Marty Mandell

ORANGE SLICES

By Laurie Paolicelli

Marty always commanded local leaders and listeners to her Pine Street home to discuss ecology, economy, and the environment, while enjoying wine, hot bread, and southern supper.

“A wise woman does not keep her wisdom to herself. She shares wisdom with the world, because she knows that through wisdom, many lives can be transformed.” ― Gift Gugu Mona, a poet, philosopher, songwriter and philanthropist.

Ecological awareness first appears in the human record at least 5,000 years ago. Sanskrit literature praised the wild forests in their hymns, Taoists urged that human life should reflect nature’s patterns, Buddha taught compassion for all sentient beings, and Carrboro resident Marty Mandell pleaded for ecological awareness from her landline phone at 116 Pine Street to any Orange County leader who would listen.

After pleading, and dropping a few choice words, Marty would invite whoever was on the other side of the telephone to come over for supper. Typically, she would set a table with whatever serving utensils she had available and dish up her specialties: spinach bread, chicken, soup, baked goodies, and whatever southern delicacies she could muster up.

Former Carrboro Mayor, Lydia Lavelle, would lend her ear and time to listening to Marty’s requests for land preservation and sound land use management.

Marty’s beliefs were focused on nature and gentle living, but her message wasn’t always delivered with the same gentility. She had her favorite swear words that, uttered by an elder with such a proper upbringing, could be shocking.

All the better to make her ethos clear. She wanted our schoolchildren to be eating fresh food from local farms. She wanted electric buses. She’d rail against poorly timed stoplights, forcing her to burn more carbon than necessary with all the stopping and going. And do get her started about organic farming, alternative energy, and education — a passion beautiful to behold.

Resident Linda Haac says of Marty: “She was one of the guardians of Carrboro’s sense of place and its commitment to environmental activism and social justice. With her indomitable spirit, she helped to shape the town that she called home for many decades.”

Strong, tough, and the sweetest southern accent and manners out there. Maybe that’s why she attracted such a cast of characters to her Carrboro home on a regular basis.

Friends and neighbors were always on the scene helping Marty. Ava and Seth Elliott, with Nerys Levy, Rachel Elliot and Laura DeRusha.

Haac continues: “Some 25 years ago, she alone organized Carrboro’s Solar Day with her usual exuberance. She served on the Carrboro 2020 Vision Committee in 2000 and on the Orange County Future Task Force in 2010. She supported Friends of the Orange County Library, the Mildred Council Community Dinner, and the Carolina Farm Stewardship Alliance. She served on Friends of Bolin Creek (FOBC) to secure the rest of the Bolin Creek corridor and its forest as a contiguous natural preserve. I was a big fan and was often surprised at the large group of friends she maintained.”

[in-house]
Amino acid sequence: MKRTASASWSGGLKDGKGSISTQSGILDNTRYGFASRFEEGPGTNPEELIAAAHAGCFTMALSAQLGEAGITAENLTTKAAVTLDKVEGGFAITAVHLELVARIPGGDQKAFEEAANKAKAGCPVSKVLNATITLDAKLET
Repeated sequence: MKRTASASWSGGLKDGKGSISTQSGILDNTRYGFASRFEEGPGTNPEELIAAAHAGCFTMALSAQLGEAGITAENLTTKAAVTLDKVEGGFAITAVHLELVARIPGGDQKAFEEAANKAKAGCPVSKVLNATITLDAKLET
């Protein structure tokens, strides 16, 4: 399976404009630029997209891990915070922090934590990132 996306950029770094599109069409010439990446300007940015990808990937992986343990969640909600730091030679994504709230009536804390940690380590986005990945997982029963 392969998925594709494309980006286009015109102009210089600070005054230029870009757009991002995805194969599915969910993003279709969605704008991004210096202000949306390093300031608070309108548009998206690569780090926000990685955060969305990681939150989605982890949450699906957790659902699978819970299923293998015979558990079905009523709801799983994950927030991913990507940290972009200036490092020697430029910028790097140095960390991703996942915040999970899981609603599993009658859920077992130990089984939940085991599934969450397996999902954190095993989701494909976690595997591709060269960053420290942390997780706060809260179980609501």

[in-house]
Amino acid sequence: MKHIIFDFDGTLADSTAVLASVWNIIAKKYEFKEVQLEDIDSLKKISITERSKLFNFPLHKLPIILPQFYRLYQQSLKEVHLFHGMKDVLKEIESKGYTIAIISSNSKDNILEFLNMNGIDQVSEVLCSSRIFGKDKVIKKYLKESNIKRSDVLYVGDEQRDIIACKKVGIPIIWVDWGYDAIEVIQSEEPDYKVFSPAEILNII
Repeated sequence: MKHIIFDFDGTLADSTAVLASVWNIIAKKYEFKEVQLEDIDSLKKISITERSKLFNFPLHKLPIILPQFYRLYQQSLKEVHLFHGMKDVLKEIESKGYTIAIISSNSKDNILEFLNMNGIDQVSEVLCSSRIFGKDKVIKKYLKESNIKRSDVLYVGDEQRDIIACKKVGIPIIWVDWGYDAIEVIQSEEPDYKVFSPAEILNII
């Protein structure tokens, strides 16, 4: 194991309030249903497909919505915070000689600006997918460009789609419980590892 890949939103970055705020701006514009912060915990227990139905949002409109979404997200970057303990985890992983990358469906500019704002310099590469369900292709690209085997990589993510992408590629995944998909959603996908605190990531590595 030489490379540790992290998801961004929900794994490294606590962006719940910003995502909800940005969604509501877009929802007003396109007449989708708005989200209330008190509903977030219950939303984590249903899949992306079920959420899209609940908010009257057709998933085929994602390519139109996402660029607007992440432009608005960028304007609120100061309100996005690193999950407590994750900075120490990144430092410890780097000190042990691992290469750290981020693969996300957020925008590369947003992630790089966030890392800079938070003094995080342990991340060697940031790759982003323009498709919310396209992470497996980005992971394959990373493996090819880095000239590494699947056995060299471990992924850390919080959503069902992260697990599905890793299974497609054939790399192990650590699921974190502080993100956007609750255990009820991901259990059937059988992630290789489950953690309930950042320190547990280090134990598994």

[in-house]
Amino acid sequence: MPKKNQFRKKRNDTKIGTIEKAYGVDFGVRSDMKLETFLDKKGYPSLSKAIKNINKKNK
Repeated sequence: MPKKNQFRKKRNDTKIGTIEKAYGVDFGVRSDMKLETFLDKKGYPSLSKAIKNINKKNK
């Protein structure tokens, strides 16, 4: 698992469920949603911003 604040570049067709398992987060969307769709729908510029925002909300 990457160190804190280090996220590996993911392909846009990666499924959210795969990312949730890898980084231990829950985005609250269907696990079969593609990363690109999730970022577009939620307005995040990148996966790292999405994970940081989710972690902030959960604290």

Marty spent her adult life in North Carolina after attending Virginia Intermont College, Greensboro College, and the University of North Carolina – Chapel Hill, where she graduated with a BA in Arts and Education and an award-winning talent for painting in oils.

Marty purchased her home on Pine Street in 1956 and lived there until her death in 2021. From 1965 – 1971, she taught at Orange Junior High School, the first art teacher to be hired by Orange County Schools. She was an avid consumer of fiction, non-fiction, crossword puzzles, and Tar Heel basketball. Marty was married to Harold Richard “Dick” Mandell, also an artist, from 1965 to 1969.

Val Martinez with neighbor Bethany Chaney looked in on Marty, providing food, help around the house and soothing presence, always.

Tenacious women leaders like Marty helped improve lives and inspire a better future for all.

Let’s raise a glass and lean-in and listen to what our wise elders have to say.

Susan Halkiotis and Tony Greco joined friends of Marty at her backyard Memorial service organized by neighbors and friends.

Friends will gather at 3:00 pm on November 12th for an informal dedication of the bench and then gather at the Wilson Park pavilion for drinks and snacks.

On June 27th, the Town of Carrboro approved a bench memorial monument to be installed at Wilson Park in honor of Marty Mandell’s contributions to Carrboro and Orange County. The bench will have a plaque that reads: Martha “Marty” Mandell, 1927-2021. In loving memory of a true friend and guardian of Carrboro and Orange County, who advocated for alternative energy, organic farming, watershed protection, and arts in education. She is remembered here for helping secure this Adams Preserve for future generations.”

The bench was paid for by donations from friends and family. A Cary craftsman, Craig DeCicco, was commissioned to build the cedar-slab bench as he had built similar memorial benches for the Town of Chapel Hill.

The bench will be installed next week by the Town of Carrboro Public Works along the bike path near the tennis courts facing one entrance to the Adams Preserve trail system.


Laurie Paolicelli is executive director for the Chapel Hill/Orange County Visitors Bureau, a position she has held since 2005. Laurie has worked in tourism and marketing for twenty-five years, having served in leadership roles in Houston and California convention and visitor bureaus. She is a native of the Twin Ports of Duluth, MN/Superior Wisconsin. She holds a Bachelor of Science degree in Business and Communications from the University Wisconsin-Superior and graduate certification in Technology In Marketing from the UNC-Chapel Hill’s Hussman School of Journalism and Media.

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